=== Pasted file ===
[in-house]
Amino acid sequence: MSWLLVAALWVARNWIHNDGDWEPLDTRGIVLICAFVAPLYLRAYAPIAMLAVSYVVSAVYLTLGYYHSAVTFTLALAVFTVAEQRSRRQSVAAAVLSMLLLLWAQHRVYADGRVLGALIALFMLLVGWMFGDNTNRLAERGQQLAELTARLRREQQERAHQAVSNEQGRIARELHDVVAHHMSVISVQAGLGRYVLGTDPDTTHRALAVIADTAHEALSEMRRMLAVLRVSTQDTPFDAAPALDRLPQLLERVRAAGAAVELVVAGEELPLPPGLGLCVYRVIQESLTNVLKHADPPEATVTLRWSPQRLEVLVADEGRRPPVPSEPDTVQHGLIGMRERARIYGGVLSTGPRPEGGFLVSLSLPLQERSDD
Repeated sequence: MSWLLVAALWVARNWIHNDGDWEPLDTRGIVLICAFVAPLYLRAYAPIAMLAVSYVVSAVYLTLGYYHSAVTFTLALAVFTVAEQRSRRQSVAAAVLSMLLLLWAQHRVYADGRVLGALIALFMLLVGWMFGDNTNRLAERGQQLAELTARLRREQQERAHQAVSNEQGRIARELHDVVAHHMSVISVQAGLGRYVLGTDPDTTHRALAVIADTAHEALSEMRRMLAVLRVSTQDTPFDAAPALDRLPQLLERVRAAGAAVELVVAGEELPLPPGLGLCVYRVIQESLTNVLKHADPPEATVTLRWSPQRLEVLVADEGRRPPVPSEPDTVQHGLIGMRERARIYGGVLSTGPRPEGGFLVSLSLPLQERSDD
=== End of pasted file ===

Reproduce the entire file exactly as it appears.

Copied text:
[in-house]
Amino acid sequence: MSWLLVAALWVARNWIHNDGDWEPLDTRGIVLICAFVAPLYLRAYAPIAMLAVSYVVSAVYLTLGYYHSAVTFTLALAVFTVAEQRSRRQSVAAAVLSMLLLLWAQHRVYADGRVLGALIALFMLLVGWMFGDNTNRLAERGQQLAELTARLRREQQERAHQAVSNEQGRIARELHDVVAHHMSVISVQAGLGRYVLGTDPDTTHRALAVIADTAHEALSEMRRMLAVLRVSTQDTPFDAAPALDRLPQLLERVRAAGAAVELVVAGEELPLPPGLGLCVYRVIQESLTNVLKHADPPEATVTLRWSPQRLEVLVADEGRRPPVPSEPDTVQHGLIGMRERARIYGGVLSTGPRPEGGFLVSLSLPLQERSDD
Repeated sequence: MSWLLVAALWVARNWIHNDGDWEPLDTRGIVLICAFVAPLYLRAYAPIAMLAVSYVVSAVYLTLGYYHSAVTFTLALAVFTVAEQRSRRQSVAAAVLSMLLLLWAQHRVYADGRVLGALIALFMLLVGWMFGDNTNRLAERGQQLAELTARLRREQQERAHQAVSNEQGRIARELHDVVAHHMSVISVQAGLGRYVLGTDPDTTHRALAVIADTAHEALSEMRRMLAVLRVSTQDTPFDAAPALDRLPQLLERVRAAGAAVELVVAGEELPLPPGLGLCVYRVIQESLTNVLKHADPPEATVTLRWSPQRLEVLVADEGRRPPVPSEPDTVQHGLIGMRERARIYGGVLSTGPRPEGGFLVSLSLPLQERSDD